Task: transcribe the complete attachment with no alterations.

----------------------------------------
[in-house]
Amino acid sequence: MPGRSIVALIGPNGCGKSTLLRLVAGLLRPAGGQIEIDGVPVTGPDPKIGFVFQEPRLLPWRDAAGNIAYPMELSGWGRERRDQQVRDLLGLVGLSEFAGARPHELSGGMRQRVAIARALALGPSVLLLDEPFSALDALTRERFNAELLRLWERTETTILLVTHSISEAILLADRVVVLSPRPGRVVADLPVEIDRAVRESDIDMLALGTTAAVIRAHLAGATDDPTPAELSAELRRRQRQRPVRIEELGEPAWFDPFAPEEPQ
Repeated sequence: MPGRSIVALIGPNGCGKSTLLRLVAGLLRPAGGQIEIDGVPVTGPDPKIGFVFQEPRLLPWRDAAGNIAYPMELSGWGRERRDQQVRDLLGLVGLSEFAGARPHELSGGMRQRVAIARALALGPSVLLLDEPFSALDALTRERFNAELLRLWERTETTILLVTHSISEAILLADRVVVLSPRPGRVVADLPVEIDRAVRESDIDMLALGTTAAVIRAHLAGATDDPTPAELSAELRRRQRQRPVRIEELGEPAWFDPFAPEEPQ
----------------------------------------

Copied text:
[in-house]
Amino acid sequence: MPGRSIVALIGPNGCGKSTLLRLVAGLLRPAGGQIEIDGVPVTGPDPKIGFVFQEPRLLPWRDAAGNIAYPMELSGWGRERRDQQVRDLLGLVGLSEFAGARPHELSGGMRQRVAIARALALGPSVLLLDEPFSALDALTRERFNAELLRLWERTETTILLVTHSISEAILLADRVVVLSPRPGRVVADLPVEIDRAVRESDIDMLALGTTAAVIRAHLAGATDDPTPAELSAELRRRQRQRPVRIEELGEPAWFDPFAPEEPQ
Repeated sequence: MPGRSIVALIGPNGCGKSTLLRLVAGLLRPAGGQIEIDGVPVTGPDPKIGFVFQEPRLLPWRDAAGNIAYPMELSGWGRERRDQQVRDLLGLVGLSEFAGARPHELSGGMRQRVAIARALALGPSVLLLDEPFSALDALTRERFNAELLRLWERTETTILLVTHSISEAILLADRVVVLSPRPGRVVADLPVEIDRAVRESDIDMLALGTTAAVIRAHLAGATDDPTPAELSAELRRRQRQRPVRIEELGEPAWFDPFAPEEPQ